The Amazon Echo is either the greatest thing ever or it’s the devil. The Amazon Echo, for those who don’t know, is a device that connects you wirelessly to Amazon at all times. Among various functions, it enables you to use audio commands to order products, using default payment and shipping settings. Translation: You can get whatever you want, whenever you want it, without entering a single keystroke. You just say what you want out loud.

If Charles Foster Kane had the Amazon Echo, Citizen Kane would have been a very short movie. “Rosebud,” he would whisper, and Amazon operatives would spring into action. Sled delivered. The End. 

There is beauty and wonder in the effortlessness of these transactions. And Amazon Echo is only one example of this new style of payment experience. New and established examples abound:

Amazon One-Click: Remember when you had to enter your payment information manually each time you made a purchase? Now everything is “on file.” See also: every other online retailer, everywhere.

Uber: Hitch a ride anytime and pay with a single click.

Apple Pay: Wave your iPhone over the POS terminal at Whole Foods and all of your pricey groceries are paid for as if by magic.

Venmo, Square Cash, RealPay: Now there is no excuse for stiffing your friends. Squaring up is easy and immediate.

[Name Your Favorite Retailer Here]: Lusting after those boots you saw on your lunch hour? Search them up on your mobile device and admire them all day long. Can’t resist? Buy them literally any time – during a meeting, on the commute home, while your unsuspecting family sleeps.

Unsafe at Any Speed?

Herein lies the problem. As payments have become effortless, so has spending. That may be cool in the moment, but what about the long-term impact? A month of impulse purchases, chipping in for lunches, riding around town and unconsidered $8.99 cauliflower at Whole Foods adds up quickly. In fact, forget the monthly tab: A single day of effortless payments can wreak havoc on the budget.

Are effortless payments unsafe? “From a security standpoint, many of these new payment methods are relatively secure,” says Michelle Thornton, Director of Product Development at CO-OP Financial Services. “For instance, Apple Pay – even in spite of security concerns that have come up since its introduction – has tokenization built into it. That means your payment information is arguably more secure when you use Apple Pay to do a transaction than it is using your card.”

Instead, Thornton says, insecurity stems from human fallibility. “For starters, there’s a major safety issue when anyone is trying to do a mobile transaction while driving a car. That has nothing to do with payments security and everything to do with automotive safety, but it’s a real concern.” Also of concern: Thanks to mobile technology, people are shopping and spending while multitasking. Focus on a budget? Evaluate the need for overpriced items? This may simply be impossible given the distracted state of many mobile users.

“Beyond that, you could ask whether your money is safe from impulse spending,” Thornton continues. “The ease and ubiquity of spending opportunities can be a hazard. And because payments are more effortless, they may be harder to track mentally. Very quickly, a number of small purchases can add up to a big budgetary hit. Using mobile budgeting tools that alert you when you are nearing your budget threshold or even prevent you from going over your budget are likely to gain traction as ubiquitous spending escalates. ”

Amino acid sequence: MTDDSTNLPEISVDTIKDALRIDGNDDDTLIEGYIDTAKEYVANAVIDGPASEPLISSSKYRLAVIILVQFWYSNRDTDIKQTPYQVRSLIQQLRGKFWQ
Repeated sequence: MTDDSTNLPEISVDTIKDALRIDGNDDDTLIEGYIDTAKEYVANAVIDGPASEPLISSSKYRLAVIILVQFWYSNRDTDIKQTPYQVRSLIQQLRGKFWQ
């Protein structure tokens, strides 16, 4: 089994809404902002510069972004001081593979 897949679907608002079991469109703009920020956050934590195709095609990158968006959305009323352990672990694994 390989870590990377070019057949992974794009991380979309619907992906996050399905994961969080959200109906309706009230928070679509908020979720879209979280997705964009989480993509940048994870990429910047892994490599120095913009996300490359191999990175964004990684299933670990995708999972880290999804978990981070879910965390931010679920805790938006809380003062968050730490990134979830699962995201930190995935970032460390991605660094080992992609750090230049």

Who’s Responsible Here?

If effortless spending is a problem, it’s admittedly not one of the worst problems you can have. Yet, it raises issues for everyone who participates in modern commerce. Is it more difficult to manage your money now than it was five years ago? Probably so. Money is more slippery now – and the rate at which it can slip through your fingers makes it far more difficult to grasp.

As retailers make shopping – and therefore spending – easier and easier, do they have a social responsibility to ensure that they’re not over-enabling their customers?

How do you as a credit union help members maintain their financial wellbeing in this new environment?

  • Are you providing the digital banking tools members need to be up-to-date on their finances?
  • What advice do you offer to members who want to get a handle on money management? Just as the old advice to balance your checking account monthly now seems alarmingly sparse, more recent advice to check your account balance periodically online is beginning to sound lax. Then again, how much is too much?
  • Do your members understand the new rules of security?
  • How many can answer this question: How easy is it to make an unintended purchase on the apps you use? If you thought butt dialing was bad, butt spending raises the issue to a whole new level.

Finally, is it time to consider new tools for a new age? “At CO-OP, we’ve introduced a new controls and alerts app called CardNav. Among other things, it lets members set spending limits by transaction or category,” says Thornton. “As we move into a new kind of reality in payments, it might indeed be time to revisit the tools we offer. People already have access to these new payments experiences. It only makes sense to offer them new ways to manage their experiences.”